“Despite the dislocation of the subject that the text performs, there is a person here: I went to many meetings, bars, and marches and saw many kinds of genders, understood myself to be at the crossroads of some of them, and encountered sexuality at several of its cultural edges.”

So there.

Refusal has been the cutting edge of queer scholarship for some time. This can, of course, leave historians a bit in the dust, since the vast majority of us are too stupid to write without falling into the intellectual trap that there are real people who did actual things. But refusing the privilege of prizes takes the struggle to a whole new level, particularly for those of us who have little or nothing to refuse. Under these circumstances, short of voluntarily giving up our jobs, refusal is difficult to achieve, so we have to just settle back into the audience and marvel at the courage of others to travel all the way to Europe and refuse things -- in German!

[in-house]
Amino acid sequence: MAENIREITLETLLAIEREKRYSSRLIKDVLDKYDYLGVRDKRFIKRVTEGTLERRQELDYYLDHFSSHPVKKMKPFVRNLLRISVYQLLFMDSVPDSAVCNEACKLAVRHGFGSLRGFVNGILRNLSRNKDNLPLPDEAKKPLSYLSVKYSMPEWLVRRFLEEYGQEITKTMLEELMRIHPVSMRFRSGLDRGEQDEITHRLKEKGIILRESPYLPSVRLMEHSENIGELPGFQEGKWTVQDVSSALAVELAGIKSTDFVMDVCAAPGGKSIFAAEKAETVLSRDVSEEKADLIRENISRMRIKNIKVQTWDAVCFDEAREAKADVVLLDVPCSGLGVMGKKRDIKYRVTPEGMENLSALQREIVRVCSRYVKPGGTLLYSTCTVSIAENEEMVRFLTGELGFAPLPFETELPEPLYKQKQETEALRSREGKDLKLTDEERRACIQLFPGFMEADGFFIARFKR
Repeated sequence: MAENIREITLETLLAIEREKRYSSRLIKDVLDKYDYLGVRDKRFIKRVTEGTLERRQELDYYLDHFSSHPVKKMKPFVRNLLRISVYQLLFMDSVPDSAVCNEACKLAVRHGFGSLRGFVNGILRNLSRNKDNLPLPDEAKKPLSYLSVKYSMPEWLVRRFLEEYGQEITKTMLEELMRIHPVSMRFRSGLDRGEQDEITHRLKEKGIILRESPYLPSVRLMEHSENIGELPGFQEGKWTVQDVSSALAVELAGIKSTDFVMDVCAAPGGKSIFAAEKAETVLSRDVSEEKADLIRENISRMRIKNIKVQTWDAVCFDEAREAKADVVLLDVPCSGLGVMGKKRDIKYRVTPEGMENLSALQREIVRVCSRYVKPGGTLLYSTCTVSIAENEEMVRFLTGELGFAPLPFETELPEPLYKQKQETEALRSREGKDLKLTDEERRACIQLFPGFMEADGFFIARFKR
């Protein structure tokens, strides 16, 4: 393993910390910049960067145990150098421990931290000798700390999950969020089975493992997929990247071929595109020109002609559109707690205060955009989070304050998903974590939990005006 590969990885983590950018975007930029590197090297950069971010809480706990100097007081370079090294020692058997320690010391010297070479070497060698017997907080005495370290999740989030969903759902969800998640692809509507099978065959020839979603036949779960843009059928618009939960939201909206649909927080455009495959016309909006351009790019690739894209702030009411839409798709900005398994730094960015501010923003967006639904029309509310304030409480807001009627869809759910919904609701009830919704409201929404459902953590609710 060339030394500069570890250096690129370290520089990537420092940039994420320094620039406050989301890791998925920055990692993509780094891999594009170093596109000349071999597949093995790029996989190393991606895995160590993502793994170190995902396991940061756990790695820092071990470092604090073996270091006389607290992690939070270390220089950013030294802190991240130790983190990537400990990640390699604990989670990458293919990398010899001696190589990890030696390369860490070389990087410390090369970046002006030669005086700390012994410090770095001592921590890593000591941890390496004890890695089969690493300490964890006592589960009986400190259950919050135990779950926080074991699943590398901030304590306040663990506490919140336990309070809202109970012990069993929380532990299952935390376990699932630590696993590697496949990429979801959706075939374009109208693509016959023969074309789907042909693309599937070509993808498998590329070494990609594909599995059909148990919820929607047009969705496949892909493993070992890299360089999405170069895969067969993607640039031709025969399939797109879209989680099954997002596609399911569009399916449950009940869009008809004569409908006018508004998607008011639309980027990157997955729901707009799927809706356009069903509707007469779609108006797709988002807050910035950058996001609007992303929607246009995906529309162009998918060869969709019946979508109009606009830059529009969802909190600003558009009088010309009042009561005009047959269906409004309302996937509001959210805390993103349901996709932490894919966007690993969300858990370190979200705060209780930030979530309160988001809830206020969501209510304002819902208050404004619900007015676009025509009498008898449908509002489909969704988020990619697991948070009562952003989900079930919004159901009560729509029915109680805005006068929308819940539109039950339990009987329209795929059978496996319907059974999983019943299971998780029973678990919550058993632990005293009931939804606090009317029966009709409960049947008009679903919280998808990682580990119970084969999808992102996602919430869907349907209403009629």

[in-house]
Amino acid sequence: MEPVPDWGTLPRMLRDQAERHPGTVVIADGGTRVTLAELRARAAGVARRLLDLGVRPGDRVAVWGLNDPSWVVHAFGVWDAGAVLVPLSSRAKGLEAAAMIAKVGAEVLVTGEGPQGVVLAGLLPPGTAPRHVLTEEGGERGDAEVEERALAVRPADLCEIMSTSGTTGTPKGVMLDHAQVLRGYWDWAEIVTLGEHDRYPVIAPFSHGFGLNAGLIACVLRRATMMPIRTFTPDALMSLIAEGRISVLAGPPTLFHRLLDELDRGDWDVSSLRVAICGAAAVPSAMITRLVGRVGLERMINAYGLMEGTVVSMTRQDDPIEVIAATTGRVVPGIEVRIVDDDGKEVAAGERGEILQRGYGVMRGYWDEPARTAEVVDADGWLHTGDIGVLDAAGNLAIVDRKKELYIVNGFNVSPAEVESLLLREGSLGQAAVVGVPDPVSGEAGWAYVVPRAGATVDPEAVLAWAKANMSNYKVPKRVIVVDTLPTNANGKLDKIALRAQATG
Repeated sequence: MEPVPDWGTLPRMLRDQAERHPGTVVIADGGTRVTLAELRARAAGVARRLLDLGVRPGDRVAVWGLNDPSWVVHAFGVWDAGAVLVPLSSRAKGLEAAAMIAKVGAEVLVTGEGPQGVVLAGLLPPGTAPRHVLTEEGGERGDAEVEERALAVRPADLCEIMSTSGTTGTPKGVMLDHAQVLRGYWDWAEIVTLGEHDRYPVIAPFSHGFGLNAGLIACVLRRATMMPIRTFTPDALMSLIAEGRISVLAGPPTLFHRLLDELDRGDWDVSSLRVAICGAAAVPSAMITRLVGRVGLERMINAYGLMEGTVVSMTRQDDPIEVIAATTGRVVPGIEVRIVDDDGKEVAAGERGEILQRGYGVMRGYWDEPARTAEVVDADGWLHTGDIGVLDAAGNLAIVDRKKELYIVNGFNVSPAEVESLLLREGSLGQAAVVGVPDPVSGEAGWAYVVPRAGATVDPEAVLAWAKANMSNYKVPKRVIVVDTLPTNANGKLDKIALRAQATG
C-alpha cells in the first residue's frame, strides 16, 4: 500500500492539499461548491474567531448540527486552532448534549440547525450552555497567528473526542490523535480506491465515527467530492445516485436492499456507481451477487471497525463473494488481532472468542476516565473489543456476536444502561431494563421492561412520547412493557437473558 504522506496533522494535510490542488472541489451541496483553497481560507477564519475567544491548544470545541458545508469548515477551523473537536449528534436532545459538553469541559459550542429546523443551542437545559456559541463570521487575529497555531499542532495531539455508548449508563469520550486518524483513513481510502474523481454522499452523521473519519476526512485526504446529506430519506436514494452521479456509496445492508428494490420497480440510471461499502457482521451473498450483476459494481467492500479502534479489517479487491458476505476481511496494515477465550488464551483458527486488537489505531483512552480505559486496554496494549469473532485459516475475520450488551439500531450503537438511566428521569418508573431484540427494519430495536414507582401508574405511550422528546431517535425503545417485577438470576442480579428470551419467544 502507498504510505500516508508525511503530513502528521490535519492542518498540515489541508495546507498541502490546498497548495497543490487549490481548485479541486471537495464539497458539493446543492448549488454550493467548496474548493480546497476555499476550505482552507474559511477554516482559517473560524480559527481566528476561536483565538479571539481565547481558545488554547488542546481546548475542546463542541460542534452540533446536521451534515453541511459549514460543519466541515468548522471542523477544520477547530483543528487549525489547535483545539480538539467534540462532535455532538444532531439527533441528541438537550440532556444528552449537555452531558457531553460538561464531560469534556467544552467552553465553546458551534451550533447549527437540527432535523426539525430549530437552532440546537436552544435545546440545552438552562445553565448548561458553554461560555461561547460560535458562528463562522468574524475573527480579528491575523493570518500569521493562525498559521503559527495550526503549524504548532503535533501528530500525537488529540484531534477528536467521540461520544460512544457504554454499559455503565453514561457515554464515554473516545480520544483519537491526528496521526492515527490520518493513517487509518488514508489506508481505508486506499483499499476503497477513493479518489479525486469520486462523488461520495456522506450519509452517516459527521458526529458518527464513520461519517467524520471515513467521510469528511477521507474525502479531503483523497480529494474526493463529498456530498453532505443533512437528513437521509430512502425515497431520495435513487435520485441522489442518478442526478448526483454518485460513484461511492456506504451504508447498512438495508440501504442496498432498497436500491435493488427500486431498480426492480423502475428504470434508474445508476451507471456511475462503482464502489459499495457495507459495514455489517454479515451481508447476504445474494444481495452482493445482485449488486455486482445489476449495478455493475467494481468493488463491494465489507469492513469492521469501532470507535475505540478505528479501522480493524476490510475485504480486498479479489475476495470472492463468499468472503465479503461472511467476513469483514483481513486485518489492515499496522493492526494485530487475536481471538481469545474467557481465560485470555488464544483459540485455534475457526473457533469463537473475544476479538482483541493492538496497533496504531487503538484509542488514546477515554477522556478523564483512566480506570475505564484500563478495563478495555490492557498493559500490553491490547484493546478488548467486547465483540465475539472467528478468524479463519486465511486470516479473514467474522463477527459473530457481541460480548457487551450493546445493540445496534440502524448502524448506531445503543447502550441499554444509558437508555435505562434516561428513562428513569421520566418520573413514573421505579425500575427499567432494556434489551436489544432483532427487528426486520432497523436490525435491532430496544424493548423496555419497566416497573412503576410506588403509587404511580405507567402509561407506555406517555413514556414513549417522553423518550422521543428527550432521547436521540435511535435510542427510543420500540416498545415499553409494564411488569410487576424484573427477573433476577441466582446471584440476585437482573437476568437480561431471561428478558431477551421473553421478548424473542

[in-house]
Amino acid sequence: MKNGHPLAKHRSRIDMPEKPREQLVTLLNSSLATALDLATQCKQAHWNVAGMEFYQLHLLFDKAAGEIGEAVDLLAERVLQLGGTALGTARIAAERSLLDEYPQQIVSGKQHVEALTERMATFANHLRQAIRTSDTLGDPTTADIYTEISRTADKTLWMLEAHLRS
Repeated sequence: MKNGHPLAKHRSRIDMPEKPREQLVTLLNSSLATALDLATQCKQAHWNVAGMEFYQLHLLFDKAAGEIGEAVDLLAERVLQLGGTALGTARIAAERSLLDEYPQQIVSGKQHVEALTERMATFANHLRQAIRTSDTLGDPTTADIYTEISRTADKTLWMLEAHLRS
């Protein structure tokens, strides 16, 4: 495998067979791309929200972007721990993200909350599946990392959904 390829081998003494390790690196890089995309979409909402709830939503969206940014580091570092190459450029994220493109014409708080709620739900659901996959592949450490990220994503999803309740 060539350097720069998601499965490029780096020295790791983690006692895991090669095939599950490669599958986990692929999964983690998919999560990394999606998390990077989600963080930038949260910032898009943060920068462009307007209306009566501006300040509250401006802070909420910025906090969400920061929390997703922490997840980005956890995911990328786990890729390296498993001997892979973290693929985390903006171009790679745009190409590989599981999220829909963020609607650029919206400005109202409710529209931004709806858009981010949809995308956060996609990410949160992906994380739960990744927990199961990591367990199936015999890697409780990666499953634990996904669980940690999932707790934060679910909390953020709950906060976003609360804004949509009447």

As an addendum, I find it interesting that The Famous Queer Scholar, who is white, is being uniformly praised by queer scholars of color for making an inferred claim to critical interventions on race and migration that do not originate with hir. Oh yes, I know Walter Benjamin said that there is no longer an original, only reproductions of it (an idea that is uncannily similar to the notion that there is no gender, only performances of it, the intervention that made FQS a celebrity in the first place, and that I now understand s/he has repudiated on the grounds of that s/he no longer believes in the predictability of its subversiveness.)** Perhaps s/he is repudiating race too, as a necessary precondition to refusing racism. That said, I do believe that the term "homonationalism" was -- I think -- coined first by this scholar of color (in collaboration with this scholar of color) who may -- or may not -- be gnashing her teeth that she has not yet been offered anything that she can refuse -- even a little credit for her ideas from The Famous Queer Scholar.